Earthing up the spuds

Potatoes grow the tubers underground but they are shallow rooted and the new potatoes can be very near or even poking out above the surface. If that happens the new tuber turns green and is not good to eat. From the grower and consumer point of view it is important to keep those new and developing spuds in the dark.

The simple way of doing this is to drag earth from the gaps between the rows of plants and pile it up higher close by them. It’s a process called earthing up.

If you are a domestic gardener you probably earth up with something like a draw hoe. It may be a bit small for the job but with only a garden’s worth to do it just isn’t worth investing in a specialist tool.

However, if you are a market gardener, working on a field   scale then you need a proper tool for the job. These days, no doubt, you’d   have something tractor hauled. Back in the 19th century, potato   earthing would have been done by hand with a tool like this.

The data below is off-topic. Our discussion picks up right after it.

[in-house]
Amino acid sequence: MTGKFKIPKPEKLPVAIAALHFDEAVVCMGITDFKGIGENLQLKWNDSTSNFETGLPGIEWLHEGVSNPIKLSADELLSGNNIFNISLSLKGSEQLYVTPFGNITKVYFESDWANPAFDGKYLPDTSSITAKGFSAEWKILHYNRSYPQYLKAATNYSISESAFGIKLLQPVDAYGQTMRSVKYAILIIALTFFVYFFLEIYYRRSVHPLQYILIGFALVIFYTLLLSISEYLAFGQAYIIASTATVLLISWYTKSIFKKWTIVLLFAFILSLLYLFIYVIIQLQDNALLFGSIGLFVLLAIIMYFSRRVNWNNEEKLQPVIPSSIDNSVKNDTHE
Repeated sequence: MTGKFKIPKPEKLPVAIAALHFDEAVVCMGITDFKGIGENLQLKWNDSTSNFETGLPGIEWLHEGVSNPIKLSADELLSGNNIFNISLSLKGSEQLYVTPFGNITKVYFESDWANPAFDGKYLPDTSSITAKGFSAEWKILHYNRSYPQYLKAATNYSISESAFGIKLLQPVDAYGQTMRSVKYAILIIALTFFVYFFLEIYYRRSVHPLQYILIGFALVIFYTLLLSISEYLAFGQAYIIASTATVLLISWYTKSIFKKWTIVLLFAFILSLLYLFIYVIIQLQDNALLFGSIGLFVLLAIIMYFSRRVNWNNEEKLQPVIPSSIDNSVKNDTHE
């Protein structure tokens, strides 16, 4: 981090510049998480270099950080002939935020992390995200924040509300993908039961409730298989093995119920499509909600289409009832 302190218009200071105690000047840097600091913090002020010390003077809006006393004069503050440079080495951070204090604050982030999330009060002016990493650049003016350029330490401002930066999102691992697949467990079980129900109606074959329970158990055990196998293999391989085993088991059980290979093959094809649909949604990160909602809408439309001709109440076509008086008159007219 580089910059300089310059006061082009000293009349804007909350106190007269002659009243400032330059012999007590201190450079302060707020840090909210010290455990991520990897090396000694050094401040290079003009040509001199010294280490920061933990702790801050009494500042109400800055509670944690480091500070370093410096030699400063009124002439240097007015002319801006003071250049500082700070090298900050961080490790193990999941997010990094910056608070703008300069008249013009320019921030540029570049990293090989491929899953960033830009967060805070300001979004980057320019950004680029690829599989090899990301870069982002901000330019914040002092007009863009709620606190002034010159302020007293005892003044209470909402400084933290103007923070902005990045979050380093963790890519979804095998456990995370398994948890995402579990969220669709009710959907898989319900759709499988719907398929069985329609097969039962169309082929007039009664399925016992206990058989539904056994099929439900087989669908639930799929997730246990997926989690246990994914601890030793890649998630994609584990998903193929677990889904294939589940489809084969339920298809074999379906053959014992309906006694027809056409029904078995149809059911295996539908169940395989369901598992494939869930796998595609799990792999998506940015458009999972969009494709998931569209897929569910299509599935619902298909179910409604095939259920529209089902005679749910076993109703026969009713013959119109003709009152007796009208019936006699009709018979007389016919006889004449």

This long handled tool could be dragged between the rows   and its shape and angle moved earth to the edge, making sure those growing   tubers were well covered.


19th century potato earther

The length of the handle helped to make sure that the   metal blade did not dig deep into the ground and the slightly enlarged bob on   the end of the handle helped to make sure the earther didn’t slide from the user’s hands.

It was hard work. By the time this tool had been dragged   over an acre of land then the user would have walked some five miles or more,   all the time dragging earth.

No wonder frequent stops were needed and drinks taken.

After use the tool would have been carefully cleaned, the   blade would have been oiled and so, too would the handle, although the oil   used was linseed in that case.

You can see this late 19th century tool in the trades room at Market Lavington Museum.

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